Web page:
Chapter 3 presents GreenLight, a process-based model for a greenhouse with a tomato crop, which describes the influence of HPS and LED lamps on the climate, crop, and energy use. GreenLight’s performance is evaluated against data from a greenhouse with HPS and LED lamps. The model is found to perform reasonably well, with a relative error in the range of 1-12%. The model is offered in an open source format at, making it available for further inspection and extension by others.

Chapter 4 uses GreenLight to predict the influence of replacing HPS lamps by LEDs in a greenhouse. A wide range scenarios is considered, including varying climates and multiple settings for indoor temperature, lamp intensity, and greenhouse insulation. In all scenarios, LEDs are found to reduce the energy demand for lighting by 40%, but to increase the demand for heating. This results in a total energy saving by transition to LEDs in the range of 10-25% for most scenarios. An important factor influencing how much energy can be saved by a transition to LEDs is be the ratio between the lighting and heating demand before the transition.

Chapter 5 presents a novel concept for greenhouse climate control: heating by light. Since lamps provide heat as well as light, the chapter suggests that illuminating at high intensities could eliminate the need for heating. This approach could be very efficient, as it uses lighting both to enhance crop growth and to maintain the indoor temperature. LEDs offer new possibilities in this direction since they can be installed at very high intensities. The scenarios explored in this chapter show that heating a greenhouse exclusively by lamps is possible if sufficient lamp intensities are installed and a heat harvesting system is used to maintain indoor temperatures when the lamps are off. The chapter also shows that if no changes are made to the lamp control strategy, increasing the lamp intensity in the greenhouse typically results in a higher energy use, and a lower energy efficiency.

Chapter 6 provides a general discussion, with further outlook described in Section 6: Section 6.1 points out that several reports predict that the energy use of greenhouses will greatly increase in the coming years, mainly due to lighting. It is suggested that the higher efficacy of LEDs might actually incentivize growers to illuminate. In this way, LEDs could contribute to an increase rather than a decrease of greenhouse energy use. Therefore, the rest of the section highlights possible avenues to reduce the energy use and carbon emissions of greenhouses, aside from LEDs. Finally, using some of the lessons learned in the current work, Section 7 provides a short discussion on a new type of growing system: sunless cultivation, also known as plant factories or vertical farms.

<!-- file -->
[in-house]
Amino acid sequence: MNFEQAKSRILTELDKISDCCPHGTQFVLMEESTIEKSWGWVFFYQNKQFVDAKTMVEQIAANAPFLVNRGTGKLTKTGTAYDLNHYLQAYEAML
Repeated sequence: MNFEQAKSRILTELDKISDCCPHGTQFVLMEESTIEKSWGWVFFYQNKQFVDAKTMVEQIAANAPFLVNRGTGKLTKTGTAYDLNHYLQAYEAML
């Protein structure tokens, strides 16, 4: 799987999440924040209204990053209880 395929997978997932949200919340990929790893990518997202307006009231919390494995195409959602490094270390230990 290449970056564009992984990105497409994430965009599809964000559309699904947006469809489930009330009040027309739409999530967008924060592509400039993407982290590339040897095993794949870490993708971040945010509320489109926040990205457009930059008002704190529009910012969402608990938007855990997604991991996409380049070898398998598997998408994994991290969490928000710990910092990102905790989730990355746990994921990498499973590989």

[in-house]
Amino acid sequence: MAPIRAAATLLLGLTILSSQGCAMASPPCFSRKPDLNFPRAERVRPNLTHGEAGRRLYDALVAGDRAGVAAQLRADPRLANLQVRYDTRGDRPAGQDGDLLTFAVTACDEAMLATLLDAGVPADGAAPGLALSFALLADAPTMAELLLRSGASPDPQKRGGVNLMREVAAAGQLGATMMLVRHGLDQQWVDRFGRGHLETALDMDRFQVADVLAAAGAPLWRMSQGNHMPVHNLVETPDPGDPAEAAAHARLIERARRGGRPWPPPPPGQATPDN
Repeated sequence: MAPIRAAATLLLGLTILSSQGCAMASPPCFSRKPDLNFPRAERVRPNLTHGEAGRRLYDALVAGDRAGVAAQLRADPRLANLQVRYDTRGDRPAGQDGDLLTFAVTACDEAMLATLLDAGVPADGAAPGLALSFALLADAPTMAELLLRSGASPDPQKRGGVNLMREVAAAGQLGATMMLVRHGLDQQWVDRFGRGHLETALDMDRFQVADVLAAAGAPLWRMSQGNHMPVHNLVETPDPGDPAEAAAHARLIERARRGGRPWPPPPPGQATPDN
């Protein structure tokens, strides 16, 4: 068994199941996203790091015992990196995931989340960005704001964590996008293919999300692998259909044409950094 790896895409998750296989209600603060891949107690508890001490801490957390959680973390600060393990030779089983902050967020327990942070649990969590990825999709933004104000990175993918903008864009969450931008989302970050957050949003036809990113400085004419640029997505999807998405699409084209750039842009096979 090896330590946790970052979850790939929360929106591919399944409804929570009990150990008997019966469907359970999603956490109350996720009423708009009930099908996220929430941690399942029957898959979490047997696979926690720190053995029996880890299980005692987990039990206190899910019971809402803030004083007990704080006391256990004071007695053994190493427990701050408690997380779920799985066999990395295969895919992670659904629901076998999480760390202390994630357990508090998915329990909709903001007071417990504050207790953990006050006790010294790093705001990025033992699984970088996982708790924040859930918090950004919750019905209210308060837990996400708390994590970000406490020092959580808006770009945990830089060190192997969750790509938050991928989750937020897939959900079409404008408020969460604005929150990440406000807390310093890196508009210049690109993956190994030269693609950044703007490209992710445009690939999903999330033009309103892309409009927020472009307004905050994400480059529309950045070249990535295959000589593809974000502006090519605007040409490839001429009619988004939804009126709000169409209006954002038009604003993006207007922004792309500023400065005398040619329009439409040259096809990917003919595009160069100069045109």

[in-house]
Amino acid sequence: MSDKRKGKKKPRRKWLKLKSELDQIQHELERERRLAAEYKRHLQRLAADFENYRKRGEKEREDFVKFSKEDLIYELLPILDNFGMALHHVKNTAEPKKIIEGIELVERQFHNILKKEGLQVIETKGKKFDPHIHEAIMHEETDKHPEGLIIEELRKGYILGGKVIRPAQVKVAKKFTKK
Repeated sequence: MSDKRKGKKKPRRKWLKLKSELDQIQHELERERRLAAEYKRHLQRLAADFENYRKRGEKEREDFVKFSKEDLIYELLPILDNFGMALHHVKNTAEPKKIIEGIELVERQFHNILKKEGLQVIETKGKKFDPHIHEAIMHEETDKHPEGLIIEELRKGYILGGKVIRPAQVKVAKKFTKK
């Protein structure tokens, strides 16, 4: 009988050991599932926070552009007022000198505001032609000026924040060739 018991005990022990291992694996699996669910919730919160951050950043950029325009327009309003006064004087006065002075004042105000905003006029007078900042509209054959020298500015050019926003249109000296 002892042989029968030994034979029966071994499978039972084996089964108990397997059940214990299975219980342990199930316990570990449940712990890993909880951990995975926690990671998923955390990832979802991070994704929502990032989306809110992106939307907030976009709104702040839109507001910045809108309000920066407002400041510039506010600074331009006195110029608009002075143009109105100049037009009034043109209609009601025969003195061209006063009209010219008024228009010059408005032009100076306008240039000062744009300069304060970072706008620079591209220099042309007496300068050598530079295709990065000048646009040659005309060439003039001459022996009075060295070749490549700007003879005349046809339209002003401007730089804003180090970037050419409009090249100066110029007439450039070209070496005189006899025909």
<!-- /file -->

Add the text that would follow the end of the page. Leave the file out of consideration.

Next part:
Chapter 7 is an appendix, providing a user’s guide and a description of the GreenLight model, including a detailed description of the lamps, blackout screen, and heat harvesting sub-models. This description could serve as an aid for future researchers who wish to further use or extend the GreenLight model.

Original languageEnglish
QualificationDoctor of Philosophy
Awarding Institution
  • Wageningen University
  • van Henten, Eldert, Promotor
  • Marcelis, Leo, Promotor
  • van Mourik, Simon, Co-promotor
Award date29 Jun 2021
Place of PublicationWageningen
Print ISBNs9789463957649
Publication statusPublished - 2021